“Nobody born in any other parts of the world will choose this country for his residence.” — Dr. Samuel Johnson, Journey to the Western Islands of Scotland.
With this quote in mind, I went on holiday with my family to the same place that Dr. Johnson visited sometime in the 18th century and formed the above opinion. After a forty-five minute ferry, I arrive in Mull and this is what I see:
The Isle of Mull is one of the largest in the Hebrides, a group of islands off the Scottish mainland, the same place where, in 1588, it’s said a member of a little known fleet of ships called the Spanish Armada docked to get provisions and exploded into what I can only assume was a riot of colors.
I have no idea what Dr. Johnson was complaining about. There are certainly worse places in which to live. In fact, today many citizens in the Isle of Mull were “born in other parts of the world,” mostly (and understandably) hailing from a certain part of the world’s armpit called Newcastle. We stayed in Mull for a week, and in that time I never once saw a “true local.”
This is the cost of the Highland Clearances, and it’s never been more obvious than in this remote Hebridean isle. The place names are Gaelic, but none of the island’s inhabitants speak it. It’s a beautiful place filled with romantic medieval castle ruins, deserted white sand beaches, peaceful lochs, white-tailed sea eagles, otters, golden eagles, corn crakes, deer, puffins, whales, seals… and the most a lot of people could say is that it’s their second home.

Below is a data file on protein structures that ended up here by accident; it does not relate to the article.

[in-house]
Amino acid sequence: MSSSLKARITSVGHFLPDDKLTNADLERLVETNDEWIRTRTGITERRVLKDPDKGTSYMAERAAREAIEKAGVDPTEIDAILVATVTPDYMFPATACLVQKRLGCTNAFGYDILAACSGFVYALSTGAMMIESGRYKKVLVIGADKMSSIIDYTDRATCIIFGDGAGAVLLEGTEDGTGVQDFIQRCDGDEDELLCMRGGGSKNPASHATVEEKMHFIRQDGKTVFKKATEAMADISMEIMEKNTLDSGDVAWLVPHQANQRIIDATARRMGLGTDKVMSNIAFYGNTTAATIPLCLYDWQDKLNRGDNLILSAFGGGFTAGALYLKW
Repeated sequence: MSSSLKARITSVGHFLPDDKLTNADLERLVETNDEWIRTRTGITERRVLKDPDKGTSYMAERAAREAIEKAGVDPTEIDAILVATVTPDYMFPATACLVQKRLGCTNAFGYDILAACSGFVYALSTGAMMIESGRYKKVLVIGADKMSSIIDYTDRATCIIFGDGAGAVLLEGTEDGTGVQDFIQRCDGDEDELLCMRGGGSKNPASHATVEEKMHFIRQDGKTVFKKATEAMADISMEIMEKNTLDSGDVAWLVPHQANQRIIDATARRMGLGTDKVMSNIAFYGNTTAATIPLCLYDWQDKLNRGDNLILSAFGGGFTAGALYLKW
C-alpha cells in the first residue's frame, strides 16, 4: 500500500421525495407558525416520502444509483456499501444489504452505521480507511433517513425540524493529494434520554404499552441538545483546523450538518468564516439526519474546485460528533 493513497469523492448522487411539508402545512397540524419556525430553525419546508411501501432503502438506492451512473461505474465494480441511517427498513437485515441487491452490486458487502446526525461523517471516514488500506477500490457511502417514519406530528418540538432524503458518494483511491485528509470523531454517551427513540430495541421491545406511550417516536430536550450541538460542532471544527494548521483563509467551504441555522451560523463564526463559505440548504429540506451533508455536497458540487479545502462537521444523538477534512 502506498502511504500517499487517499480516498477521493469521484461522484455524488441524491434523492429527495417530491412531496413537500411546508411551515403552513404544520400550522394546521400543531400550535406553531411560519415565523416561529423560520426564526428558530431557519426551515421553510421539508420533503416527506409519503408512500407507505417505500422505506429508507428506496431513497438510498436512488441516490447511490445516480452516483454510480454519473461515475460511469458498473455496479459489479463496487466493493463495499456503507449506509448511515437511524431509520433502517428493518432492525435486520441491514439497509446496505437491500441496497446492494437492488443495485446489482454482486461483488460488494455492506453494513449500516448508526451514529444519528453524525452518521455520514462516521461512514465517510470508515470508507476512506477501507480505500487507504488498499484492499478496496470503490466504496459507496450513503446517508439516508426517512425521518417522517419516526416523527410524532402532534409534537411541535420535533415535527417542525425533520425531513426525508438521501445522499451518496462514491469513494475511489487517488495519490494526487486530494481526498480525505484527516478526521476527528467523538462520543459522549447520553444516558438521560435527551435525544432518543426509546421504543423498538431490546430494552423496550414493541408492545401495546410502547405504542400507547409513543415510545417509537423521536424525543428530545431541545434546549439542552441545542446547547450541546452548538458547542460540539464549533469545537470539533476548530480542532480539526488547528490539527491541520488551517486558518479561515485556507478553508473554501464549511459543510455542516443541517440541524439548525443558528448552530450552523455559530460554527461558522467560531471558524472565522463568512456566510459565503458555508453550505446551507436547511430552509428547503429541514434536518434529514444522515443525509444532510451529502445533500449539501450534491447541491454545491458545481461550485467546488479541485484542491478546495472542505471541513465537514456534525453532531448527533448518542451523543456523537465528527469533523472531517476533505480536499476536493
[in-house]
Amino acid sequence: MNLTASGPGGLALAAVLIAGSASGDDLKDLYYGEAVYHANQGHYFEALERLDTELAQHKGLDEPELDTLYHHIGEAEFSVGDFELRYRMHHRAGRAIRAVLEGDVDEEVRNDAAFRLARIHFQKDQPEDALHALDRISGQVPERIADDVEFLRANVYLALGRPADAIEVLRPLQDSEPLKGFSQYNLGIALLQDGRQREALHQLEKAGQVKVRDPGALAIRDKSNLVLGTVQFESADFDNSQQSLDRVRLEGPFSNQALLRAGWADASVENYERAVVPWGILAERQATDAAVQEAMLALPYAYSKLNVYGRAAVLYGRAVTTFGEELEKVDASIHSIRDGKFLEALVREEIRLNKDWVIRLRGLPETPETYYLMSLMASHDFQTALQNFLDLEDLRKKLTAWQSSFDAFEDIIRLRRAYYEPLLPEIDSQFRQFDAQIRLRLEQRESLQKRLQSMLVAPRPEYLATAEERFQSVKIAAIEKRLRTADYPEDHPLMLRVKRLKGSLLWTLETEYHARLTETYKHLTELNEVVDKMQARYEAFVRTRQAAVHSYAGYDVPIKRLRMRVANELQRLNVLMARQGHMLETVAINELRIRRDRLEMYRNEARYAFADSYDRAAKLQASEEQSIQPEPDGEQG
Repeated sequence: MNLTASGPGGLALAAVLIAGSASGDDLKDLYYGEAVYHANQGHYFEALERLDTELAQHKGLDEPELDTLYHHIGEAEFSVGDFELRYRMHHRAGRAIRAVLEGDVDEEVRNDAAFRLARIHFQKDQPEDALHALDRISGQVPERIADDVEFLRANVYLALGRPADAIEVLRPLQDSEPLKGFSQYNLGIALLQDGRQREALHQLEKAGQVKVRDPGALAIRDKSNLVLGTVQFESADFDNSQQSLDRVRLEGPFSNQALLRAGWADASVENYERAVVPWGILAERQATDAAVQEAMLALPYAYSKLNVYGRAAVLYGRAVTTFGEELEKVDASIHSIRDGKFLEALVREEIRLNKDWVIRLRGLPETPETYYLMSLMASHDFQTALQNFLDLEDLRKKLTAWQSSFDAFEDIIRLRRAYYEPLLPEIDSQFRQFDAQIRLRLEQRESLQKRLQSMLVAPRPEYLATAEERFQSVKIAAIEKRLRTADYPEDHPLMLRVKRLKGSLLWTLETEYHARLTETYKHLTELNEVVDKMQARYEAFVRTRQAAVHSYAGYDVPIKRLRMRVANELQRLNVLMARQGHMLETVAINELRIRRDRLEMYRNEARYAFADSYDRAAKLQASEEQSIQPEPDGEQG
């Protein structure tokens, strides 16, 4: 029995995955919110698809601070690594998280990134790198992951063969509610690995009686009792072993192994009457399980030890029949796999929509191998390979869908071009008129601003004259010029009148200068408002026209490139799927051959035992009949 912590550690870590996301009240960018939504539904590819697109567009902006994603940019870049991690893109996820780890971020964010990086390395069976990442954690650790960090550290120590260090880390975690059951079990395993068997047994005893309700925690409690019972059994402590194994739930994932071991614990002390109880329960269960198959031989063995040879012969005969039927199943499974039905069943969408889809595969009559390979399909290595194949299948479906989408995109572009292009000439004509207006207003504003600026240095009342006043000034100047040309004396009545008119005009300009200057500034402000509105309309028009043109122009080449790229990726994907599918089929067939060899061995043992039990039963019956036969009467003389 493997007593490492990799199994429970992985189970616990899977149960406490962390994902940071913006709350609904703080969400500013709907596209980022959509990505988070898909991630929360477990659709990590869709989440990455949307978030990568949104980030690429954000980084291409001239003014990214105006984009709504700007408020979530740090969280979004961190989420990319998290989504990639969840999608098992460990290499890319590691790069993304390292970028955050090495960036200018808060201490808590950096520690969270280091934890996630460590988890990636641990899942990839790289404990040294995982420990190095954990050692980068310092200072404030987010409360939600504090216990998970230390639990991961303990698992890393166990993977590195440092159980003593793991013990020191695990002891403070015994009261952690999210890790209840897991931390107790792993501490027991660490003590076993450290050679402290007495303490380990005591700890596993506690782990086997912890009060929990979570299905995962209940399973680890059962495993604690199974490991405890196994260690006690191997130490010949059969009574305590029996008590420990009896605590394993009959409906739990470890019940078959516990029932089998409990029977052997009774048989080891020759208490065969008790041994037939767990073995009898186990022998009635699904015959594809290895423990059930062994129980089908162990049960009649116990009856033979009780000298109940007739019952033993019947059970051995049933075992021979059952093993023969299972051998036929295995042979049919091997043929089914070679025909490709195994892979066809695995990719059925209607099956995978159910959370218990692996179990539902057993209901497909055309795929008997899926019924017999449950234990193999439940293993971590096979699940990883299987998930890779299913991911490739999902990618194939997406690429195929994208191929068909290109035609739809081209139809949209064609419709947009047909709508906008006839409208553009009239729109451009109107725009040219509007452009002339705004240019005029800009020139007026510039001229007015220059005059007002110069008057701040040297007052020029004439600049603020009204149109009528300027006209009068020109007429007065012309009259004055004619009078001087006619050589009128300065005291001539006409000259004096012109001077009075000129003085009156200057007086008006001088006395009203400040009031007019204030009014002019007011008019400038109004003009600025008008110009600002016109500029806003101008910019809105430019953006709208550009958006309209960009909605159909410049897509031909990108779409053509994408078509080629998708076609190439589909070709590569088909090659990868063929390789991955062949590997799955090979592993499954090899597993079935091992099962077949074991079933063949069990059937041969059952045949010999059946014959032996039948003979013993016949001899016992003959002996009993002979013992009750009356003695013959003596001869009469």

Everywhere there are remnants of Highland life–you can almost see a buffed, red-haired laird from historical romance, but the clans have long since left. It’s no longer illegal to wear tartan, but somehow I doubt those bleating sheep and fat cattle these lands were cleared for would have any use for such garments.
If there was anything left of traditional Highland life after the Jacobite Risings in the 17th century, the onslaught of the Industrial Revolution got rid of it much in the same way a washing machine would clean a stain from your shirt. How the stain got there, and the lessons learned from the stain, is soon washed from memory. It happened in another time, another era in your life. So, by all means, next time you wear that shirt, feel free to eat spaghetti bolognese without a napkin.
It is easy to condemn the English, or the increasingly wealthy landed gentry, for the decimation and forced migration of a culture amused by caber-tossing that even the Roman Empire failed to subjugate.
But notions that our version of “progress” and “civilization” are the best and good for the world, and that the country is running out of space due to immigration, of how unfettered investments and globalization is good for the many and not the few, are still mostly unquestioned and often win elections. When it comes to greed and ambition, to hoarding resources, I think we all remain guiltier than a puppy standing next to a puddle.
Johnson, Samuel. Journey to the Western Islands of Scotland. Transcribed in 1775.